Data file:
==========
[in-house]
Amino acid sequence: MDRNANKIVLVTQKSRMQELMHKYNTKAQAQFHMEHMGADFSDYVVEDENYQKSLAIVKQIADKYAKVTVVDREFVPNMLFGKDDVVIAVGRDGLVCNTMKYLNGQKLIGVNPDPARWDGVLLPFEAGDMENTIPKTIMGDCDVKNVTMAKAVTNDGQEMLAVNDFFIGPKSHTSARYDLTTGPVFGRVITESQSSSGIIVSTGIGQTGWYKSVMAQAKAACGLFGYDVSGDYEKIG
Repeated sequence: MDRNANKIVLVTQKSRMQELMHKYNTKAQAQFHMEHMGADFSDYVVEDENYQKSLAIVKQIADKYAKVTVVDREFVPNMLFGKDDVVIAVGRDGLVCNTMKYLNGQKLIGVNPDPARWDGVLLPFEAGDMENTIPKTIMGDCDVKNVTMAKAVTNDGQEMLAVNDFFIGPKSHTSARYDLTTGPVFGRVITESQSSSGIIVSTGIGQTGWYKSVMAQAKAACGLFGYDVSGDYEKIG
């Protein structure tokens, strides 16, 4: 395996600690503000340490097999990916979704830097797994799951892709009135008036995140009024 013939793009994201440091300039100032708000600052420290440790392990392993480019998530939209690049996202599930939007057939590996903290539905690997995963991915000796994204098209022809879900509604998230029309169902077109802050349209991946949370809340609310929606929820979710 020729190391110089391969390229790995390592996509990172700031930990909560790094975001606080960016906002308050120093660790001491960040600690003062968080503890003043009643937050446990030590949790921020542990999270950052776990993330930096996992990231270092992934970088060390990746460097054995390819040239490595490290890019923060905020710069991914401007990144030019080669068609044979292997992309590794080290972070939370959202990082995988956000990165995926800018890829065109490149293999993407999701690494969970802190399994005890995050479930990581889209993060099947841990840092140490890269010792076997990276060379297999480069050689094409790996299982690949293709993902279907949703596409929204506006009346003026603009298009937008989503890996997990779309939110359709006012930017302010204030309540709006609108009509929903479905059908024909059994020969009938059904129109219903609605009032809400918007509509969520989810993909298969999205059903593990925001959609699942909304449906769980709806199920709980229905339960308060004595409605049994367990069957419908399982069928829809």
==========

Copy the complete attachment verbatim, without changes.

[in-house]
Amino acid sequence: MDRNANKIVLVTQKSRMQELMHKYNTKAQAQFHMEHMGADFSDYVVEDENYQKSLAIVKQIADKYAKVTVVDREFVPNMLFGKDDVVIAVGRDGLVCNTMKYLNGQKLIGVNPDPARWDGVLLPFEAGDMENTIPKTIMGDCDVKNVTMAKAVTNDGQEMLAVNDFFIGPKSHTSARYDLTTGPVFGRVITESQSSSGIIVSTGIGQTGWYKSVMAQAKAACGLFGYDVSGDYEKIG
Repeated sequence: MDRNANKIVLVTQKSRMQELMHKYNTKAQAQFHMEHMGADFSDYVVEDENYQKSLAIVKQIADKYAKVTVVDREFVPNMLFGKDDVVIAVGRDGLVCNTMKYLNGQKLIGVNPDPARWDGVLLPFEAGDMENTIPKTIMGDCDVKNVTMAKAVTNDGQEMLAVNDFFIGPKSHTSARYDLTTGPVFGRVITESQSSSGIIVSTGIGQTGWYKSVMAQAKAACGLFGYDVSGDYEKIG
């Protein structure tokens, strides 16, 4: 395996600690503000340490097999990916979704830097797994799951892709009135008036995140009024 013939793009994201440091300039100032708000600052420290440790392990392993480019998530939209690049996202599930939007057939590996903290539905690997995963991915000796994204098209022809879900509604998230029309169902077109802050349209991946949370809340609310929606929820979710 020729190391110089391969390229790995390592996509990172700031930990909560790094975001606080960016906002308050120093660790001491960040600690003062968080503890003043009643937050446990030590949790921020542990999270950052776990993330930096996992990231270092992934970088060390990746460097054995390819040239490595490290890019923060905020710069991914401007990144030019080669068609044979292997992309590794080290972070939370959202990082995988956000990165995926800018890829065109490149293999993407999701690494969970802190399994005890995050479930990581889209993060099947841990840092140490890269010792076997990276060379297999480069050689094409790996299982690949293709993902279907949703596409929204506006009346003026603009298009937008989503890996997990779309939110359709006012930017302010204030309540709006609108009509929903479905059908024909059994020969009938059904129109219903609605009032809400918007509509969520989810993909298969999205059903593990925001959609699942909304449906769980709806199920709980229905339960308060004595409605049994367990069957419908399982069928829809």